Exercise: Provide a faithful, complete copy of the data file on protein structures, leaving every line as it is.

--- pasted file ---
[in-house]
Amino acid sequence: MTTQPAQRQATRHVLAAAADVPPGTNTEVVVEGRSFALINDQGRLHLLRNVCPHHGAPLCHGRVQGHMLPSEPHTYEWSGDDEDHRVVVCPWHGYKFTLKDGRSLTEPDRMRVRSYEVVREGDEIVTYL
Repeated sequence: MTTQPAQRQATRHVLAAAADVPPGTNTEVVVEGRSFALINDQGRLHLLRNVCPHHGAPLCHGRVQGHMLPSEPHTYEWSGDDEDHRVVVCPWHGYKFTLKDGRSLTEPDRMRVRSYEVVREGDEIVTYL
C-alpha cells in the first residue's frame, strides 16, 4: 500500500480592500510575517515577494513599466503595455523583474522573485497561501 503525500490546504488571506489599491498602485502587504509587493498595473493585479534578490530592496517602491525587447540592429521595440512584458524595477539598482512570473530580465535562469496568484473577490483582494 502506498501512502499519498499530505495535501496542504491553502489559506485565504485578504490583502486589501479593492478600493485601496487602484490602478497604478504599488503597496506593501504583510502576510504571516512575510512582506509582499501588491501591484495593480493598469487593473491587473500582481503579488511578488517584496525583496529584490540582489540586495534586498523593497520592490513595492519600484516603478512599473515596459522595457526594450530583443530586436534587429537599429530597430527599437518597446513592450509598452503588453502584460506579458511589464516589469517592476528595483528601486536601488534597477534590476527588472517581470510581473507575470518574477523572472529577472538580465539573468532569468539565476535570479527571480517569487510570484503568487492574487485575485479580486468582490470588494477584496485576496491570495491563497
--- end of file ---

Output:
[in-house]
Amino acid sequence: MTTQPAQRQATRHVLAAAADVPPGTNTEVVVEGRSFALINDQGRLHLLRNVCPHHGAPLCHGRVQGHMLPSEPHTYEWSGDDEDHRVVVCPWHGYKFTLKDGRSLTEPDRMRVRSYEVVREGDEIVTYL
Repeated sequence: MTTQPAQRQATRHVLAAAADVPPGTNTEVVVEGRSFALINDQGRLHLLRNVCPHHGAPLCHGRVQGHMLPSEPHTYEWSGDDEDHRVVVCPWHGYKFTLKDGRSLTEPDRMRVRSYEVVREGDEIVTYL
C-alpha cells in the first residue's frame, strides 16, 4: 500500500480592500510575517515577494513599466503595455523583474522573485497561501 503525500490546504488571506489599491498602485502587504509587493498595473493585479534578490530592496517602491525587447540592429521595440512584458524595477539598482512570473530580465535562469496568484473577490483582494 502506498501512502499519498499530505495535501496542504491553502489559506485565504485578504490583502486589501479593492478600493485601496487602484490602478497604478504599488503597496506593501504583510502576510504571516512575510512582506509582499501588491501591484495593480493598469487593473491587473500582481503579488511578488517584496525583496529584490540582489540586495534586498523593497520592490513595492519600484516603478512599473515596459522595457526594450530583443530586436534587429537599429530597430527599437518597446513592450509598452503588453502584460506579458511589464516589469517592476528595483528601486536601488534597477534590476527588472517581470510581473507575470518574477523572472529577472538580465539573468532569468539565476535570479527571480517569487510570484503568487492574487485575485479580486468582490470588494477584496485576496491570495491563497